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520 tons of CO2 Avoided and Counting!


Sunnyvale School District Has Been Working On Conservation for Years

On October 20, 2011, the Board of Education for the Sunnyvale School District was given an award acknowledging our years of dedicated effort in the realm of energy conservation.  The award marks two years working with Energy Education, Inc. to track, monitor, and adjust energy use district-wide, but it is a great opportunity to acknowledge the farther-reaching efforts that the district already had in place long before that.

Thanks to the efforts of the Maintenance and Operations and Food Service staff and along with the efforts of Kathy Rouse, our Manager of Operational Services, and Gail Burke, our Food Services Director, here are just some of the environmentally conscious choices that are already being made daily at our schools and have been for years:

  • Energy Conservation for Heating and Cooling:  M&O staff has always been conscious of trying to run the heating and cooling equipment only when needed while working to maintain a comfortable learning and teaching environment for all.
  • Recycled-Content Paper:  the District purchases 30% recycled content copier paper, while toilet paper and paper towels have 100% recycled content, including their packaging
  • Reuse-to-Rags:  custodial rags are all 100% recycled from old towels and linens
  • Less paper waste:  hand dryers were installed in student bathrooms.
  • Less Toxic Cleaning: All custodial cleaning products are Green Seal Certified, which considers the “cradle-to-cradle” life cycle of their products
  • Recycling Carts: Paper and container recycling have long been made available to schools (a benefit that many schools actually do not enjoy from their waste haulers)
  • Cardboard Recycling: Every school has a dumpster for collecting cardboard
  • Furniture Recycled: End-of-use furniture is sent to a recycler rather than the landfill
  • Batteries Recycled: Batteries used by Maintenance and Operations are collected and recycled
  • E-Waste Recycled:  End-of-life computers and other electronics equipment are collected by one of several companies for recycling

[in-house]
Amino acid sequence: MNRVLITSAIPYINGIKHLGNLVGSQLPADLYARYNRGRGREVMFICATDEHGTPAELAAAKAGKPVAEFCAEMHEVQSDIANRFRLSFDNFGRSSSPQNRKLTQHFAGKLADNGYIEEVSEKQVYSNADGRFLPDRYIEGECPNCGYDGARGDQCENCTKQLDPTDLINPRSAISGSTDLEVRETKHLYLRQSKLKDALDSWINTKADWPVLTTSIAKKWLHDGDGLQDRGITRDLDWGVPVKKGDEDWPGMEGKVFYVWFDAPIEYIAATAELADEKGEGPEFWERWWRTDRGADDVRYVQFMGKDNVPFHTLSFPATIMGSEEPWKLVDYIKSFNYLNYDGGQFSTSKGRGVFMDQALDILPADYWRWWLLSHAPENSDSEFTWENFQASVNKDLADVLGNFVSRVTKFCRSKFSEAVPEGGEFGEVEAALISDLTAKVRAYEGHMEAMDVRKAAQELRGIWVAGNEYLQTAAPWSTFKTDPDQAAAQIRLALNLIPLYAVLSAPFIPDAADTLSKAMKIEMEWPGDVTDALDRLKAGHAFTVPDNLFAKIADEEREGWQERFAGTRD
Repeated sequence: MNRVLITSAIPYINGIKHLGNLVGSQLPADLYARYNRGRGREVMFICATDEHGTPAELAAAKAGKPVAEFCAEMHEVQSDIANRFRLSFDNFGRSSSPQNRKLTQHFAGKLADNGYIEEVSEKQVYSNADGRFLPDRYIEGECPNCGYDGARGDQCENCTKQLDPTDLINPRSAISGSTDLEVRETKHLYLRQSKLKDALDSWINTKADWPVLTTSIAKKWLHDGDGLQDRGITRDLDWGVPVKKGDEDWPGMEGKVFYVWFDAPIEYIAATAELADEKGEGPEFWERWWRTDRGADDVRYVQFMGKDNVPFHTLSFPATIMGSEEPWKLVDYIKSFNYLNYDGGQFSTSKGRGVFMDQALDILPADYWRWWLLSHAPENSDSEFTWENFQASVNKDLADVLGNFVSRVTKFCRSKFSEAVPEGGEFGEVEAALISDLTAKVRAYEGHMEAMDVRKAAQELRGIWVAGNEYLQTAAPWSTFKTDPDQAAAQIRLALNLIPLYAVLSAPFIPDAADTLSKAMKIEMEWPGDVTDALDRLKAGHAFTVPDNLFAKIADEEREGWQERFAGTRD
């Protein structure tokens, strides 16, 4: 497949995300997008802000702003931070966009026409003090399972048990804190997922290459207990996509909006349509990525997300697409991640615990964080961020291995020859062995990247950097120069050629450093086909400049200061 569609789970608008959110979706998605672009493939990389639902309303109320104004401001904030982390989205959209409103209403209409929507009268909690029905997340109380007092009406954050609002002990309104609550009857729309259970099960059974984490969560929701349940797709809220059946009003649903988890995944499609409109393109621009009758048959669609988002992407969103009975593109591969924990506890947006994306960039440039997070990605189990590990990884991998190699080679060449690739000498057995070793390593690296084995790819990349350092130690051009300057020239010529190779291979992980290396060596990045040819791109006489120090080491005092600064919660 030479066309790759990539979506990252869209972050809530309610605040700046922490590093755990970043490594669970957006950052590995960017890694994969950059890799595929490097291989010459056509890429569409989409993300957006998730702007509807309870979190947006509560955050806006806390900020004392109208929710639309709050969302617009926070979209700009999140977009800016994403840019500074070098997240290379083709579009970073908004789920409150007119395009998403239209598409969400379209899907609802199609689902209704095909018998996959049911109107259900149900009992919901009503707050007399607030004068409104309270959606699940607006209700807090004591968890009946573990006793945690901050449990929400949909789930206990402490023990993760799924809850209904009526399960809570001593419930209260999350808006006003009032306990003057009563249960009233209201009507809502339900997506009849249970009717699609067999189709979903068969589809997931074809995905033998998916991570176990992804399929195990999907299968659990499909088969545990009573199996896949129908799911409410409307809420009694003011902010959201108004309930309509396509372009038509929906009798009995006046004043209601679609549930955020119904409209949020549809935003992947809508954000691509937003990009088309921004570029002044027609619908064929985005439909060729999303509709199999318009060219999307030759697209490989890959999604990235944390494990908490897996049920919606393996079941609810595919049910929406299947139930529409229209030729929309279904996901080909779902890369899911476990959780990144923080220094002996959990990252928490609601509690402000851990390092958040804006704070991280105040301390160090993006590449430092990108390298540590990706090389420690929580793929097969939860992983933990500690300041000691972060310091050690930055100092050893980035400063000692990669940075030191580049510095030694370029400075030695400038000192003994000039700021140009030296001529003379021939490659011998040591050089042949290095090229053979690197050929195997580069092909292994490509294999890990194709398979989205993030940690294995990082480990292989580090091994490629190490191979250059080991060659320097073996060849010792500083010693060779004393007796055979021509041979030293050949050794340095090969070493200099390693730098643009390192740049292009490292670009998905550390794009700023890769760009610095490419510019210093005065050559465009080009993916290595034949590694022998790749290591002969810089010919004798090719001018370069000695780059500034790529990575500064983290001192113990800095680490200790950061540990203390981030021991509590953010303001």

• Less Styrofoam:  Years ago the food service program switched from using polystyrene containers to the washable red baskets lined with waxed paper, and “paper boats” to serve food in the cafeterias
  • Energy Conservation in the Kitchen:  Food Service folks turn down or even unplug unneeded equipment (such as milk coolers) over longer breaks

Rebuilding to Save:  Thinking larger scale, the ongoing Measure “P” new construction and renovation efforts around the District are taking advantage of energy conservation related rebates such as window and lighting upgrades and installing low-flow toilets and newer and, in some cases, more efficient heating and cooling equipment.


Solar panels are being installed along the way as well.  To date, six schools have solar panels operating (Cherry Chase, Columbia, Cumberland, Ellis, Fairwood, and Ellis) and Lakewood’s new system will be coming online soon.  The new multi-purpose buildings at Cherry Chase and San Miguel will have solar panels as well.  The District currently saves well over $20,000 per year thanks to the production of our solar panels, which are low-profile thin-film technology.  (Want to know how much a particular school is producing?  For online current information, visit

Conservation Efforts Add Up:

For the two years of monitored and tracked energy usage and savings, efforts to adjust equipment and lighting run times and encourage more thorough shutdowns of equipment over holiday breaks and weekends has added up to avoiding over 1 million kWh of electricity, (about a 14% savings) and over 35,000 therms of natural gas (18% savings).  Environmentally speaking, we avoided producing over 520 metric tons of CO2, which is equivalent to taking 93 cars off the road or growing over 13,000 tree seedlings for 10 years. Dollar-wise, our total “avoided cost” since November 2009 is over $300,000.

For more detailed information on the Energy Conservation program, including how savings are calculated, running solar ticker of production, fun and interesting energy-related links, District policies and guidelines and even the Twitter feed (@SSD_Energy if you would like to follow along!) please visit

Above:  Claire Castagna, Michael Gallagher, Chris Lane (from Energy Education, Inc.), Dr. Benjamin Picard, Ursula Syrova, Nancy Newkirk, Phyllis Fowler, Jeff Arnett, Sandy Agbayani, Anita Hermann

Article by Ursula Syrova, Energy Education Specialist

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